The myth of the two-tier economy
The image of a strong British economy threatened by global downturn is profoundly misleading - without financial subsidy from the rest of the world, Britain would be far worse off.
If you have been following the discussion about the threat of recession in Britain you might have noticed something odd. Behind the headlines about falling stockmarkets and rising house prices there is a strange assumption that Britain has a ‘two-tier economy’.
The idea is that the consumer sector is healthy, as consumers are buying goods and services – but the manufacturing sector is weak, as it is not exporting enough. So the domestic economy, represented by consumers, is fairly vibrant – but falling demand from a slowing global economy threatens to tip Britain into recession.
This was the official view put forward in the Bank of England’s August 2001 Inflation Report. ‘The juxtaposition of weakening global conditions and firm domestic demand’, said the report, ‘has intensified divergences within the economy’ (1). Mervyn King, the bank’s deputy governor, has even noted that the gap between demand and the output of the economy is at its widest since the 1870s.
But this is a strange way to talk about the British economy and the threat of recession. In reality, the strength of an economy is determined by the efficiency of its productive sector, not the appetite of consumers.
A more balanced view of the British economy would take as its starting point the chronic weakness of the productive sector. From here the question becomes, how can such a weak productive sector support relatively strong consumer demand? And the answer lies in Britain’s relationship with the outside world. Far from threatening Britain with recession, ties to the global economy have subsidised the domestic economy. In particular, Britain has used its large role in global finance to help shore up domestic consumption.
To understand what is really going on in the British economy it is best to start with a simple model. Imagine a closed economy – one that has no ties with the outside world – which only produces goods that are then bought by domestic consumers. In such an economy the level of production would directly determine how much could be consumed. If the economy was productive then consumers could enjoy a high standard of living – if the economy was not productive consumers would live in poverty. They’d have no chance of buying televisions or DVD players if the economy was not developed enough to produce them.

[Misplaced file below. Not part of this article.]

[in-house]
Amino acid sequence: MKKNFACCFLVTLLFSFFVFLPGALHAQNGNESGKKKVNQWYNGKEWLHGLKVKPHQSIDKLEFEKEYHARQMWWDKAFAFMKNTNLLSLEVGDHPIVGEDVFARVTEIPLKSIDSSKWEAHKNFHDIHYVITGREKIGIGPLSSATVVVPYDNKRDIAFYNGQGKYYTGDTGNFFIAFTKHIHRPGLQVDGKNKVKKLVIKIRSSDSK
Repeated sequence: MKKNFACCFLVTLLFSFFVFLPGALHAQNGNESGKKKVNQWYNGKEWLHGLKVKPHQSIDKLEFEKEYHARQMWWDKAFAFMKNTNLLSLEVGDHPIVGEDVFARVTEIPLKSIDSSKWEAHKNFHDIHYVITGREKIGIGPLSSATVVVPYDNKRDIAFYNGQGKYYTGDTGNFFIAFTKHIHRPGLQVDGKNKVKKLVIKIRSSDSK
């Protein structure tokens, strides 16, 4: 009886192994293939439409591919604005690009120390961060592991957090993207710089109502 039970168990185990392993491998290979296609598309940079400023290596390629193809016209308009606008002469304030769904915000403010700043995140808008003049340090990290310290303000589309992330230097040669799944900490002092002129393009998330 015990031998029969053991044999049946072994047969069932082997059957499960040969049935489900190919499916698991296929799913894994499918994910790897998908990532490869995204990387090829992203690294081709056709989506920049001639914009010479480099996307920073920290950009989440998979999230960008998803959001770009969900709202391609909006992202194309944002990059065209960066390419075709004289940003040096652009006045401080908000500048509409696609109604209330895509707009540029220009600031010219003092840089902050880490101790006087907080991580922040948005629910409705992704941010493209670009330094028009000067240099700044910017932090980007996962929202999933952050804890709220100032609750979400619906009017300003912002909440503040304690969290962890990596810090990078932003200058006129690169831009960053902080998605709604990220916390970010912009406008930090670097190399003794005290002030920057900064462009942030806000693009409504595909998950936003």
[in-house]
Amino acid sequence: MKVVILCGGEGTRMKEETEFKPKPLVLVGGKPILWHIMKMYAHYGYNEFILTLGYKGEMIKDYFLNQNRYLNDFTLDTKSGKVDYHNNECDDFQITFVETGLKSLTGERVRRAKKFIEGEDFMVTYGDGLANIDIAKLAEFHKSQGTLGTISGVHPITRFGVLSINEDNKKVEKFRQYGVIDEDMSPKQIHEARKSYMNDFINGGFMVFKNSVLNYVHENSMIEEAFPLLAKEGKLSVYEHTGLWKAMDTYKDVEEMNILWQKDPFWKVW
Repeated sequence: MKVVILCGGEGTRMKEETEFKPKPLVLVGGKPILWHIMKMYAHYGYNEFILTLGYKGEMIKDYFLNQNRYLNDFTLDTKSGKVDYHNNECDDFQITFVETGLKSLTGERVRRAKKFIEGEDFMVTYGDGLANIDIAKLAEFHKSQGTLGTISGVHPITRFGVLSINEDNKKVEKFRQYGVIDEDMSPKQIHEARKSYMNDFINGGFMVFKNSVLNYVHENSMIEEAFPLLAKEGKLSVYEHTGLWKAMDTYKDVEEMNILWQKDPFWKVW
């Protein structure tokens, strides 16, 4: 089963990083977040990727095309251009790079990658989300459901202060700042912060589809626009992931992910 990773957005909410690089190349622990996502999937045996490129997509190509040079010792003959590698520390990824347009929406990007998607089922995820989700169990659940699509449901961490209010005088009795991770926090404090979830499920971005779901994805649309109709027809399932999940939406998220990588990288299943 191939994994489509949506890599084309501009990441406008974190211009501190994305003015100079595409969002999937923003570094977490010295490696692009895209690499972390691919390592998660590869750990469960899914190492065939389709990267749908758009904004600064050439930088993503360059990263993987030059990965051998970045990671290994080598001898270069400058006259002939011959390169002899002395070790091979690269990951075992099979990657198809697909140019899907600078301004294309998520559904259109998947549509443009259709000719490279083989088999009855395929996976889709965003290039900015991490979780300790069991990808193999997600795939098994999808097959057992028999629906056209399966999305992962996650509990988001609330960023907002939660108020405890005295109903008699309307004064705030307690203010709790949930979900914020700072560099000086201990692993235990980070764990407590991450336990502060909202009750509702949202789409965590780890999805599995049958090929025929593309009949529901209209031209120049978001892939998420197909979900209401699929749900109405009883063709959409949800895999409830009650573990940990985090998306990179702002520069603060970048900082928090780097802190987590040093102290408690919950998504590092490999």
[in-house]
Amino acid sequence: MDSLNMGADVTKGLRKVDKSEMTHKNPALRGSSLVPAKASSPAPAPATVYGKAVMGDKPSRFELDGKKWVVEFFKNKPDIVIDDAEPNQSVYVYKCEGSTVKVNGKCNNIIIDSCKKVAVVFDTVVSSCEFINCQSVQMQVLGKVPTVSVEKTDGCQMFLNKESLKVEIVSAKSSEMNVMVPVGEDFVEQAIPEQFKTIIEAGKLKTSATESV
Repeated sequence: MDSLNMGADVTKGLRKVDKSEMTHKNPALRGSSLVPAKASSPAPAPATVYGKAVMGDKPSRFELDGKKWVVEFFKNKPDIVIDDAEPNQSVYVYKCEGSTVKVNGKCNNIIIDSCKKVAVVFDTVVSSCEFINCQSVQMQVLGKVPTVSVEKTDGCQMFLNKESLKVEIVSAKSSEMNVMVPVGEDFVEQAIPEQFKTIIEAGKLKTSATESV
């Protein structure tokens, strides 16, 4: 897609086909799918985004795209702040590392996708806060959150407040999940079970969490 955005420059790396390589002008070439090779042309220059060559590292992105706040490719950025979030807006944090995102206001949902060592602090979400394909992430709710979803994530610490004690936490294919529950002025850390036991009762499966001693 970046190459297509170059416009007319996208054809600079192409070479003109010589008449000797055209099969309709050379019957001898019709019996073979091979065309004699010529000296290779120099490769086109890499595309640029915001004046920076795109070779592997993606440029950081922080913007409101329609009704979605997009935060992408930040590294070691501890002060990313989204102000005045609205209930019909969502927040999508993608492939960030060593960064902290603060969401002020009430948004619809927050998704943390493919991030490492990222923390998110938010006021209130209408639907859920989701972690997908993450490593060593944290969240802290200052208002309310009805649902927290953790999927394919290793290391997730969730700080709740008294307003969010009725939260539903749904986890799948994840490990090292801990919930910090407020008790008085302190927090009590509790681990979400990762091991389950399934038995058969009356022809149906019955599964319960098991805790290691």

From this simple model, the importance of productivity – the amount produced by each worker in a given time – becomes clear. An economy where it takes a week for a worker to produce a car is obviously preferable to one where it takes a month to produce a car. The standard of living within a given country will also depend on the level of productivity. If cars are produced more efficiently, then people within that economy are more likely to be able to afford them.
There is a more extreme example that illustrates how the state of the productive sector is key in determining the health of an economy. Take countries like Ethiopia or Mozambique, where people would probably like to buy mobile phones and personal computers. Unfortunately, their economies are not productive enough to allow the mass of consumers to buy everything they desire (though, in countries like these, the local elite can usually afford to import luxury goods).
International trade and investment play an important role in the modern globalised world – goods that are produced in one country can be exported to another, and there is a complex web of different types of investment flows between nations. Such global links modify rather than override the basic laws of economics. A country still needs to be relatively productive to allow consumers a high standard of living – it’s just that many goods might be imported rather than produced internally.